Milwaukee Avenue Commercial District – Safe from the wrecker ball

Once a diagonal Indian path and early toll road, this vibrant, multi-faceted stretch of Milwaukee Avenue is one of the precious few Chicago neighborhood commercial districts that remains largely intact. It encompasses 50 structures that have earned a CHRS (Chicago Historic Resources Survey) rating, including multiple Orange-Rated buildings. The good news is that it is now a designated Historic Landmark District.
Known as “the immigrants’ path to prosperity,” Milwaukee Ave was a major contributor to the establishment and evolution of Chicago. Initially, Native Americans and early settlers traveled down the road into the heart of the city to sell their goods and services. As the city expanded, people moved up the Avenue as they climbed the economic ladder. Reflecting the Wicker Park District’s heritage of German and Norwegian settlers and the influences of the Jews and Poles that followed, the street is a rich mosaic of structures that served the ever-changing needs of the decades beginning in the mid 1800s.

milwaukee-avenue-commercial-districtOnce a diagonal Indian path and early toll road, this vibrant, multi-faceted stretch of Milwaukee Avenue is one of the precious few Chicago neighborhood commercial districts that remains largely intact. It encompasses 50 structures that have earned a CHRS (Chicago Historic Resources Survey) rating, including multiple Orange-Rated buildings. The good news is that it is now a designated Historic Landmark District.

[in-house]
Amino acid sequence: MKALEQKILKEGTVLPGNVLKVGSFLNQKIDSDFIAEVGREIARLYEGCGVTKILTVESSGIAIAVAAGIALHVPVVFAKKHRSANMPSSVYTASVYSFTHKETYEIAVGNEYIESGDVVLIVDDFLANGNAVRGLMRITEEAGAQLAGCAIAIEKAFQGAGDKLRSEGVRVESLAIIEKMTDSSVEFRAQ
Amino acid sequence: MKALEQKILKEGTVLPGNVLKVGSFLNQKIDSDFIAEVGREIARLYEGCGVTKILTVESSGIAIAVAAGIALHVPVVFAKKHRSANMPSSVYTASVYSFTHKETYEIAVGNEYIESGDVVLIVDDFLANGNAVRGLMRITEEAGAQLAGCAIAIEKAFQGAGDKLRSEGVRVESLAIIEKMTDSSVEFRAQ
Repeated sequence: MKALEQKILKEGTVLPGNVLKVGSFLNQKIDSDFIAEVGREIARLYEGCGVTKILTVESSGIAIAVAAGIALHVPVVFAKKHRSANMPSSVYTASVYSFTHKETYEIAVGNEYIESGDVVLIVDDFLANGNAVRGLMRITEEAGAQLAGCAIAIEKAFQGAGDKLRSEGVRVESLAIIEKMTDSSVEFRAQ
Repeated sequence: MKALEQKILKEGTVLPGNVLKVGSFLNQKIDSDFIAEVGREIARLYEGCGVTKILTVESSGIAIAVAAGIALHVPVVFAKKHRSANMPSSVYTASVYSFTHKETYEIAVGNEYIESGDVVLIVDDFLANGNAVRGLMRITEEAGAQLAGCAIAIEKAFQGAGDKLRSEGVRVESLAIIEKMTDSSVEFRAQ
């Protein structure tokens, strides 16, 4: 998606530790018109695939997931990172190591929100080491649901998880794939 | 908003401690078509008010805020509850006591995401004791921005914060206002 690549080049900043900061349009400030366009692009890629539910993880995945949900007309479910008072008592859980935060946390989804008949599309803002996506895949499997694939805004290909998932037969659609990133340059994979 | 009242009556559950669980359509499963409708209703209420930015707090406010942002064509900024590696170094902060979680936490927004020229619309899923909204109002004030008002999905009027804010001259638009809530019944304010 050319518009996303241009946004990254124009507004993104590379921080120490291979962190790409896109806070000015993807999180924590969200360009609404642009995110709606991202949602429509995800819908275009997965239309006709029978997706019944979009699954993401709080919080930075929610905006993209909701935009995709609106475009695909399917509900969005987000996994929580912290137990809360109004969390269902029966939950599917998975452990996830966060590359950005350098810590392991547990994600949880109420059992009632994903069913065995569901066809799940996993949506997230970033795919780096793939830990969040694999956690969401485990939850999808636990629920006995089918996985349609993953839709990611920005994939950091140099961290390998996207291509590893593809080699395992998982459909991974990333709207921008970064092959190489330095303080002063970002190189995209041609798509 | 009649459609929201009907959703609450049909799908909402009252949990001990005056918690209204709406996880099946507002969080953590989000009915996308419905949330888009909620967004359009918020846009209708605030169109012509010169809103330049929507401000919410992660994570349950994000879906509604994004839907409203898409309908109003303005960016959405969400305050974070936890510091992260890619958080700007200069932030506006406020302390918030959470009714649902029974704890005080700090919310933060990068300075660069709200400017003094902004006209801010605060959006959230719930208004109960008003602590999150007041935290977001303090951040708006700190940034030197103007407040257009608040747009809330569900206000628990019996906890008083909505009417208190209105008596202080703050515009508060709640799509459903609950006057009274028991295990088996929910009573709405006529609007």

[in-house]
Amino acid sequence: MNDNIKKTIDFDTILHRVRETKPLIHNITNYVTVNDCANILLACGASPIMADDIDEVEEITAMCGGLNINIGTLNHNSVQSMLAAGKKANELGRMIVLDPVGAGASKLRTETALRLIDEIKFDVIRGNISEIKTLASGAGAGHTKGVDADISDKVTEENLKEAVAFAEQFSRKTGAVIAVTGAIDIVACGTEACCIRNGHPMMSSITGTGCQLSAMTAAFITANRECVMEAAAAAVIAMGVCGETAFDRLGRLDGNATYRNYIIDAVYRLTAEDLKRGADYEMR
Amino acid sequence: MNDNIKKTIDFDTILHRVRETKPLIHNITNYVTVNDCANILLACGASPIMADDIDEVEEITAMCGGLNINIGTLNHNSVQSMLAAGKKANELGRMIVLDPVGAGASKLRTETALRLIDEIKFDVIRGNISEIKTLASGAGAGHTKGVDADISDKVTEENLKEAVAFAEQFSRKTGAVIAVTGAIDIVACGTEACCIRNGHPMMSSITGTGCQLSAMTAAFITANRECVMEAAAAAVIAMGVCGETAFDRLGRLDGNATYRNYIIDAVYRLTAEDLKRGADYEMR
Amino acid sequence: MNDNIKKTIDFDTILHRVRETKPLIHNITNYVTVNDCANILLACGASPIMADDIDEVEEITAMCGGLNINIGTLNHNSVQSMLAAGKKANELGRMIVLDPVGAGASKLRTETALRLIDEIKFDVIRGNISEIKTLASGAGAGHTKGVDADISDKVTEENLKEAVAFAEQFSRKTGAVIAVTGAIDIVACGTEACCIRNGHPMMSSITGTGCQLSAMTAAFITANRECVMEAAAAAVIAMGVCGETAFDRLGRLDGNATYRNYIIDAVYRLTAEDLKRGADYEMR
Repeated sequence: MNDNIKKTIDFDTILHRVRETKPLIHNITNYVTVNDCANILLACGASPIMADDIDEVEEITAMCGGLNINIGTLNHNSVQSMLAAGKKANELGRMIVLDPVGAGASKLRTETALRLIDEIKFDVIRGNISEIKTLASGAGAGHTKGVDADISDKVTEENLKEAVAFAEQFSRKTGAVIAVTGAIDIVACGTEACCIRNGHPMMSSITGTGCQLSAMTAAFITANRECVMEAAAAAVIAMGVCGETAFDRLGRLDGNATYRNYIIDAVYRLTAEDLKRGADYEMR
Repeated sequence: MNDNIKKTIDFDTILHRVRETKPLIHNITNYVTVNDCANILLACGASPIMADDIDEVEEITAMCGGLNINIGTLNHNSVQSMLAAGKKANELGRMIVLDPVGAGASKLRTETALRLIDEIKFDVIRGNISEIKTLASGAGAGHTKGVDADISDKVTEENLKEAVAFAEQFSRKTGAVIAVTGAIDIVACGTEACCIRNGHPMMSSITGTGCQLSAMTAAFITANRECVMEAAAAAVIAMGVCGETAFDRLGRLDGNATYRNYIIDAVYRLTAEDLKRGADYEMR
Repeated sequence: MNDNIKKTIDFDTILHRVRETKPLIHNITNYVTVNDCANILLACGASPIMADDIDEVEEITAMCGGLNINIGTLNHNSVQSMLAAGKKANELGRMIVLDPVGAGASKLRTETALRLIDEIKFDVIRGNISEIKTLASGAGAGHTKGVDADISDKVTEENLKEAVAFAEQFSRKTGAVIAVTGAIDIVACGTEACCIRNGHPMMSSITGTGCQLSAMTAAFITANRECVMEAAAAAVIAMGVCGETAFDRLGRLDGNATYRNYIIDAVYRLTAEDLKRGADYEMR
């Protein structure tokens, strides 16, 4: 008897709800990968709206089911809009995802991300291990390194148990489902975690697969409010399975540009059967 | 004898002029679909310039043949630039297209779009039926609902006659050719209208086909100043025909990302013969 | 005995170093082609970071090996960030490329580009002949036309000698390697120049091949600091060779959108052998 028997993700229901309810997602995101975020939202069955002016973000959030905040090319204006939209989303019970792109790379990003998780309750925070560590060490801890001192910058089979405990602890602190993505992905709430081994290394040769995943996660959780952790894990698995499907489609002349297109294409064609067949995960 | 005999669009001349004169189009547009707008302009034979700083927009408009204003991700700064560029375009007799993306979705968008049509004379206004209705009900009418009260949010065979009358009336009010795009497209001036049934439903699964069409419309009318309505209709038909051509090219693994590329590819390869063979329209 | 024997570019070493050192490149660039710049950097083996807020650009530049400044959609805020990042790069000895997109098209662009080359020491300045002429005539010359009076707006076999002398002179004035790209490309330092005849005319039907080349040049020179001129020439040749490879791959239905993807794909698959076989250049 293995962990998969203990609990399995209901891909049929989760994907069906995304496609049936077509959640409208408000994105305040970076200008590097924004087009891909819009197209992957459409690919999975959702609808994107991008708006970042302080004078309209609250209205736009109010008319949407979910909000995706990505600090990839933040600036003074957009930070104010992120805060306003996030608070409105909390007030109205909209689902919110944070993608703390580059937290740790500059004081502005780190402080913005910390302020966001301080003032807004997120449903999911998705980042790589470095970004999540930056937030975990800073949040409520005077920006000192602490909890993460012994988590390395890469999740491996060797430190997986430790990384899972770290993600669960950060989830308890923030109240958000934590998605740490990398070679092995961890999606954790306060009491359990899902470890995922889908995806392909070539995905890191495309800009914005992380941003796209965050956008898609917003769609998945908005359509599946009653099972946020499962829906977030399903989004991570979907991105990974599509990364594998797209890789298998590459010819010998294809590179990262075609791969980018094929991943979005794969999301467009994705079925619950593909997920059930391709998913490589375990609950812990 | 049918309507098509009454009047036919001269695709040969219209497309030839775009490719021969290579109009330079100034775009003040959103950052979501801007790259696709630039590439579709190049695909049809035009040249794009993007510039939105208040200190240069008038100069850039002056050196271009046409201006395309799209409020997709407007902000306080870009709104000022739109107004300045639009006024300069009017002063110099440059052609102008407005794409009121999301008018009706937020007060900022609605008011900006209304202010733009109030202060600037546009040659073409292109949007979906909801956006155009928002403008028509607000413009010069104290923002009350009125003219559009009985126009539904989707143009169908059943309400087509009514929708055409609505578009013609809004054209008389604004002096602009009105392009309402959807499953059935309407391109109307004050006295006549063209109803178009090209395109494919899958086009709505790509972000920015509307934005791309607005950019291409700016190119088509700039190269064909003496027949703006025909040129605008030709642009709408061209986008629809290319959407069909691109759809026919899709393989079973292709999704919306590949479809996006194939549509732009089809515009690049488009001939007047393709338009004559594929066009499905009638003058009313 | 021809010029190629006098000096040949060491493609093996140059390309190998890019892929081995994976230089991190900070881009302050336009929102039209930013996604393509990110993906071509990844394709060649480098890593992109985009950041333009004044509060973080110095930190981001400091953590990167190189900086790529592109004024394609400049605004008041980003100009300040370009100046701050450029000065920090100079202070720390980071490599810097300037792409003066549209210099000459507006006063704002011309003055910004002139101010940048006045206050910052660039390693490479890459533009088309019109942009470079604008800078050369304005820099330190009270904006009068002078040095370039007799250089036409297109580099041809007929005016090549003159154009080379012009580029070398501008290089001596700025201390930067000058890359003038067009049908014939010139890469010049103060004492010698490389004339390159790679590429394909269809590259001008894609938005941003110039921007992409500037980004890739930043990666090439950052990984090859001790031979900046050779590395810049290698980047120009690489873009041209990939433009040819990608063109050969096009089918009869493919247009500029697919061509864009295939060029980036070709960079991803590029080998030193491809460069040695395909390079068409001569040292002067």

Known as “the immigrants’ path to prosperity,” Milwaukee Ave was a major contributor to the establishment and evolution of Chicago. Initially, Native Americans and early settlers traveled down the road into the heart of the city to sell their goods and services. As the city expanded, people moved up the Avenue as they climbed the economic ladder. Reflecting the Wicker Park District’s heritage of German and Norwegian settlers and the influences of the Jews and Poles that followed, the street is a rich mosaic of structures that served the ever-changing needs of the decades beginning in the mid 1800s. Businesses may have changed from cloak tailors to boutiques and from feed stores to neighborhood eateries and specialty shops, but it has remained the commercial heart of Wicker Park.

With only its residential sections established as a Chicago Landmark District in 1991, the entire northeast edge of the Wicker Park District runs parallel and adjacent to Milwaukee Avenue. Although part of the Milwaukee commercial strip was placed on the National Register for Historic Places in 1979, the remaining commercial district remained unprotected and vulnerable to teardowns.

Recognizing that the health and well-being of the entire District was dependent upon the preservation of this important strip Preservation Chicago listed the district as one of its Most Threatened places of 2007 and urged that the substantial number of remaining historic structures be protected.

As of April 8, 2009, this now protected collection of buildings is what adds vibrancy to the community. In creating the landmark district, then 1st Ward Alderman Manny Flores, with support from both the Wicker Park Committee and the Wicker Park/Bucktown Chamber of Commerce, ensured that the strip will continue to provide a unique experience that mixes historical European influence with the contemporary. As a Chicago landmark commercial district, Milwaukee Avenue has already become a destination for Chicagoans and visitors – and another economic win for the city.